Keep Your Benefits Locked In Social Security?

One topic I write very infrequently about is Social Security. As someone who retired before my 50th birthday, it has always been something that seems too far off. Recently at an update with our financial advisor, we talked a bit about the timeline that Social Security is structured around.

62 is the earliest age at which one can take a Social Security benefit and almost half of people start drawing from it at that age. That’s probably not too surprising given that many people are ‘forced’ into retirement because of health issues or a lay off.

By taking Social Security sooner, participants that are my age would be giving up 30% of their potential benefit instead of waiting until the full retirement age of 67. That’s a loss of about 6.7% a year – which is a terrific investment return. After age 67 – up to age 70 – seniors can get about an 8% annual return if they continue waiting.

Since Social Security represents more than 50% of most people’s income in retirement (it’s 90% or more for 35%), perhaps putting off Social Security would never work. If you’ve been a good saver on your own, however the 8 years from age 62 to 70 become very lucrative and you could wind up with a benefit that is almost 2x what others are collecting.

For us, these decisions are still a decade away, but our plan calls for delaying Social Security (and my MegaCorp pension) for as long as possible. That seems the best approach to maximize our nest egg in retirement.

I’ll also note that I do NOT think that Social Security is going to collapse or go away. While it currently has a sizable unfunded liability, that simply requires a once in a generation ‘fix’ as was done during the Reagan administration. It would be political suicide for anyone in Washington DC to mess with the benefits of the program. (Change my mind if you don’t agree!)

Image Credit: Pixabay

6 thoughts on “Keep Your Benefits Locked In Social Security?

  1. Awesome post. I have been doubtful that social security will be there for me when I’m eligible for it in 25 years, though I think they will change the minimum age to collect social security to 65. I have not included it in my retirement planning and it will be a wonderful surprise if it’s still around, but I sure do hope you’re right.

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    1. I thought the same thing for many years. Our FIRE lifestyle doesn’t count on it, but the older I get, I see what a political impossibility it will be to end it.

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  2. Good article with solid logic about when to start pulling from Social Security. I agree a number of folks can’t wait until either 67 or 70. Where I differ is the long prospect of getting the full Social Security “promise.” Although there’s a political price, it would not surprise me to see the program adjusted in the future. I think there will be “means” testing tied to the program, with a number of people receiving a reduced payment and or a flattening of the payment amounts based on an individual’s financial situation. There are many Baby Boomers with no or very little socked away for retirement. They out number those who are prepared. In an era of “government should pay for everything” something has to give – Social Security and Medicare are both on shaky financial footings. Fixes mean more taxes on those working – the Millennial generation is facing a labor market on a global scale the Boomers never faced. More taxes means less consumption. Less consumption means fewer jobs. Fewer jobs doesn’t equal higher tax base. I think people need to watch closely what the government proposes are start asking SERIOUSLY who is going to pay for this.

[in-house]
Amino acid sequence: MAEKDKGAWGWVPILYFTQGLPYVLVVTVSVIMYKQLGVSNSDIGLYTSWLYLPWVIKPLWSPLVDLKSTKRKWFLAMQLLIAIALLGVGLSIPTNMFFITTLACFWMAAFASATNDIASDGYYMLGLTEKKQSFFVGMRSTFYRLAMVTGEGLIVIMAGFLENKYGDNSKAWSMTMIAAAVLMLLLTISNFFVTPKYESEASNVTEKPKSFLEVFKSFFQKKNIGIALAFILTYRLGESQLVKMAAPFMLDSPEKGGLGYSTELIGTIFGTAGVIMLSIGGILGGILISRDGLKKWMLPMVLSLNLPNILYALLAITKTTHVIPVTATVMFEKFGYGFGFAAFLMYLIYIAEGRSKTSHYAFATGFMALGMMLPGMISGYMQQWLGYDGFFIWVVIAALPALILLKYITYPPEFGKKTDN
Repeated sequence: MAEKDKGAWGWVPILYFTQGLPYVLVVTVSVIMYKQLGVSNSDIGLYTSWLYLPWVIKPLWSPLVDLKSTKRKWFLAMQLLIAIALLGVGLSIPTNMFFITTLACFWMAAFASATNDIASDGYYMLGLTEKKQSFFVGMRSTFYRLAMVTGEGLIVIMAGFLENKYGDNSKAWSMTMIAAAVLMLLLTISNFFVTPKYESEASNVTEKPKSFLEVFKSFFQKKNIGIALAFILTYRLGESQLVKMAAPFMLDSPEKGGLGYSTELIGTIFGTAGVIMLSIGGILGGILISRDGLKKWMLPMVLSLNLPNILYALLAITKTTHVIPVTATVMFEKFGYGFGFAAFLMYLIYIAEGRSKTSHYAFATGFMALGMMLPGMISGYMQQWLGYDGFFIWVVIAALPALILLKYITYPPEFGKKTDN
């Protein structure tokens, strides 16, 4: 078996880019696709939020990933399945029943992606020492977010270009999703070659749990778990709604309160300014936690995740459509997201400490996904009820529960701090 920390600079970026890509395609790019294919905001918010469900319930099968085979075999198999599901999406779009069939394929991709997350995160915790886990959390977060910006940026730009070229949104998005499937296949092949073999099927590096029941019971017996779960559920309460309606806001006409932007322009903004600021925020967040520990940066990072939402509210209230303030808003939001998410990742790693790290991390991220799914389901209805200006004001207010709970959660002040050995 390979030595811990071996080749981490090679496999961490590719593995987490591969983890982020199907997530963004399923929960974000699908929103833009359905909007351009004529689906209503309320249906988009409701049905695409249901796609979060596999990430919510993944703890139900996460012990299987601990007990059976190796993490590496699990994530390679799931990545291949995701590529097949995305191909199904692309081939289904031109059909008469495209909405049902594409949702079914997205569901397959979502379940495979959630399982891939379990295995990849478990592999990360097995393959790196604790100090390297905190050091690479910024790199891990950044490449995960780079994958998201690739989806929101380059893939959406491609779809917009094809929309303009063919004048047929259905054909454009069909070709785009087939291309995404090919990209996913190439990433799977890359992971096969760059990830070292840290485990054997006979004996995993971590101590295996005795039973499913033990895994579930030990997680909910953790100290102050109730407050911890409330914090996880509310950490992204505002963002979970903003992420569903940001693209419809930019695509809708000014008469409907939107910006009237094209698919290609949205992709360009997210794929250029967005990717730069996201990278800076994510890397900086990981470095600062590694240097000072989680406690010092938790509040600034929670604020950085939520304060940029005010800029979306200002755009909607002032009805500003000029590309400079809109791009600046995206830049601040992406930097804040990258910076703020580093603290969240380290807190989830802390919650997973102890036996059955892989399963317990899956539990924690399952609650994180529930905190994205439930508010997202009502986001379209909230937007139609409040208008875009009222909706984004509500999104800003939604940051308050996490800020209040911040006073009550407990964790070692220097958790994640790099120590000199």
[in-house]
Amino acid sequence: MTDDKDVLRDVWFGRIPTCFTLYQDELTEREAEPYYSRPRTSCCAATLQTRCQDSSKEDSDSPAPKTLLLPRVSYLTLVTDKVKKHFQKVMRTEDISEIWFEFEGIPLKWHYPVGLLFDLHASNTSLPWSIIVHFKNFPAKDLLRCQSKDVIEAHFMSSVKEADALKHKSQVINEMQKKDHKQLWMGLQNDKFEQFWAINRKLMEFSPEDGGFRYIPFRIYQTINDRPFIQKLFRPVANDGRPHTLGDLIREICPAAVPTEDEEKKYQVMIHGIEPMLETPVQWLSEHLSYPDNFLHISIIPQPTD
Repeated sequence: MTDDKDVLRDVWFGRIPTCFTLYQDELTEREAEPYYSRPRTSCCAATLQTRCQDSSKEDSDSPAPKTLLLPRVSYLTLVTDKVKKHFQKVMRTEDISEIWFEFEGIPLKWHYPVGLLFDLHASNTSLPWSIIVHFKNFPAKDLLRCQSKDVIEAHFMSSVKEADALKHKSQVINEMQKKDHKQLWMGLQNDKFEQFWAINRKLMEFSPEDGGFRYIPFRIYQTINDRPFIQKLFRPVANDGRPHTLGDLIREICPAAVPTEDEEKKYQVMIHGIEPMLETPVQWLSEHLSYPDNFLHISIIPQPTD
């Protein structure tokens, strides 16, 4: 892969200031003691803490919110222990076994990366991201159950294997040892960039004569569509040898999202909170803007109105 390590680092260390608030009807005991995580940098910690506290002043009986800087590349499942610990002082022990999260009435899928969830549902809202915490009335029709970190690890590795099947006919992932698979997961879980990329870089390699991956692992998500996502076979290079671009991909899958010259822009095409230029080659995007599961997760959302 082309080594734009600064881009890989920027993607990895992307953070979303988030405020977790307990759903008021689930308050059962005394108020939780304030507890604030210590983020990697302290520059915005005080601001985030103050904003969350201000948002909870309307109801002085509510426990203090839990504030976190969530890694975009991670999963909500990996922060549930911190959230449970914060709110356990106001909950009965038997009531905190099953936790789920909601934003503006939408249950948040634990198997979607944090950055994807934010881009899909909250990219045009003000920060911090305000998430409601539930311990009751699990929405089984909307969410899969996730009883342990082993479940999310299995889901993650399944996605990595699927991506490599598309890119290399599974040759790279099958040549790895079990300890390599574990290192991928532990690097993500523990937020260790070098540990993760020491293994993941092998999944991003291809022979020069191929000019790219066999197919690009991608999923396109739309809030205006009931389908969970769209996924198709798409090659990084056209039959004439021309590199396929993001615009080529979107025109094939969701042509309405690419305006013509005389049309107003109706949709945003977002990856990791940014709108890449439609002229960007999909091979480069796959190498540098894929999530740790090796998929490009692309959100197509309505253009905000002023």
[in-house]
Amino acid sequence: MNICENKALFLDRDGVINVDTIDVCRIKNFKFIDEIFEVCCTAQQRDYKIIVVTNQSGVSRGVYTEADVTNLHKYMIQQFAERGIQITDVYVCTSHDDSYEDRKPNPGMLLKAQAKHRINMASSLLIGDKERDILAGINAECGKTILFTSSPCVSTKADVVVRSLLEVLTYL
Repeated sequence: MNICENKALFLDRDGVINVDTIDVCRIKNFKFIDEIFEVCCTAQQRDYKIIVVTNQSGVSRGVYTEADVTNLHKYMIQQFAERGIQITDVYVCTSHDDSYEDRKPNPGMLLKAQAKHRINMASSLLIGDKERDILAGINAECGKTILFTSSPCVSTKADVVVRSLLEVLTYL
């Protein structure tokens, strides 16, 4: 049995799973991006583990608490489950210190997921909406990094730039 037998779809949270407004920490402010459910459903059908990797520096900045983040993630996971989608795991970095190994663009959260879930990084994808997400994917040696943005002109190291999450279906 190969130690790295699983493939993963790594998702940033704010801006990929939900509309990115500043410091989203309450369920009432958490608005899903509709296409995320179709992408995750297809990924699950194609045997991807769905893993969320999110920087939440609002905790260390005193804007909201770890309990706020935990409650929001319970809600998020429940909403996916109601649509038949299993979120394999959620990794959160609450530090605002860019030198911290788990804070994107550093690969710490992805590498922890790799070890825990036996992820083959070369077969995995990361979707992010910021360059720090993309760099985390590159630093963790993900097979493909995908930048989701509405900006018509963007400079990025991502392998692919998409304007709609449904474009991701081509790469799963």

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    1. Good thoughts. The politically ‘easiest’ solve for SSI is to simply raise taxes slightly or stretch out the full retirement age. That’s what they did in 1983. The easiest way to raise taxes might be to remove the current cap $128K income cap. Any other solution will run into the politically dangerous “cutting benefits to seniors” obstacle. Even if they are wealthy seniors, they are America’s best organized & most likely to vote ‘victim group’.

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  3. Great post. I have never taken social security into consideration when planning for retirement. I have always assumed there is a possibility it will not exist at all or at least in its current fashion by the time we are eligible to take it. That said, if and when we are eligible we will take whatever we can get and adjust our monthly draw accordingly.

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